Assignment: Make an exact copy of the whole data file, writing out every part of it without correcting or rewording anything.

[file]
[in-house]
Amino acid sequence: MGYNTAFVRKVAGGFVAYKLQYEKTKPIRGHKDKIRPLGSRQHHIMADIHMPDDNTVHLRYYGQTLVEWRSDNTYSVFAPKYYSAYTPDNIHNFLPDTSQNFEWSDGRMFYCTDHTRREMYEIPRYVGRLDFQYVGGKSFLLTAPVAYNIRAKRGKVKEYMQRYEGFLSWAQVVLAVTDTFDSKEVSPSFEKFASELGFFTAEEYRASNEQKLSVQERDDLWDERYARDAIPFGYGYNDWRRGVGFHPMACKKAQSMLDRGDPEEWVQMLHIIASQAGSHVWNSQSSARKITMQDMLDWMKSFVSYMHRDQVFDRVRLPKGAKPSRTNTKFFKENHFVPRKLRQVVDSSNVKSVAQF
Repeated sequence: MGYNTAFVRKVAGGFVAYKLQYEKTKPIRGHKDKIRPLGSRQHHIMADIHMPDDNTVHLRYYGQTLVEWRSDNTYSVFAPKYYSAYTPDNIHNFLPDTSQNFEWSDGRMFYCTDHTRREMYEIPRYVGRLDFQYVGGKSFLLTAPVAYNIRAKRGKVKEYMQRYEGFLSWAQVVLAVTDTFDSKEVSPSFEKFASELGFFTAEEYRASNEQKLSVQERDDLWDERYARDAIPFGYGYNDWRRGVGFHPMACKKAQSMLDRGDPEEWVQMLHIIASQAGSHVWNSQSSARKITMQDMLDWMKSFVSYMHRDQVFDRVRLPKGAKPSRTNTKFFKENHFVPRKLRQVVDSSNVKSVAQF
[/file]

[in-house]
Amino acid sequence: MGYNTAFVRKVAGGFVAYKLQYEKTKPIRGHKDKIRPLGSRQHHIMADIHMPDDNTVHLRYYGQTLVEWRSDNTYSVFAPKYYSAYTPDNIHNFLPDTSQNFEWSDGRMFYCTDHTRREMYEIPRYVGRLDFQYVGGKSFLLTAPVAYNIRAKRGKVKEYMQRYEGFLSWAQVVLAVTDTFDSKEVSPSFEKFASELGFFTAEEYRASNEQKLSVQERDDLWDERYARDAIPFGYGYNDWRRGVGFHPMACKKAQSMLDRGDPEEWVQMLHIIASQAGSHVWNSQSSARKITMQDMLDWMKSFVSYMHRDQVFDRVRLPKGAKPSRTNTKFFKENHFVPRKLRQVVDSSNVKSVAQF
Repeated sequence: MGYNTAFVRKVAGGFVAYKLQYEKTKPIRGHKDKIRPLGSRQHHIMADIHMPDDNTVHLRYYGQTLVEWRSDNTYSVFAPKYYSAYTPDNIHNFLPDTSQNFEWSDGRMFYCTDHTRREMYEIPRYVGRLDFQYVGGKSFLLTAPVAYNIRAKRGKVKEYMQRYEGFLSWAQVVLAVTDTFDSKEVSPSFEKFASELGFFTAEEYRASNEQKLSVQERDDLWDERYARDAIPFGYGYNDWRRGVGFHPMACKKAQSMLDRGDPEEWVQMLHIIASQAGSHVWNSQSSARKITMQDMLDWMKSFVSYMHRDQVFDRVRLPKGAKPSRTNTKFFKENHFVPRKLRQVVDSSNVKSVAQF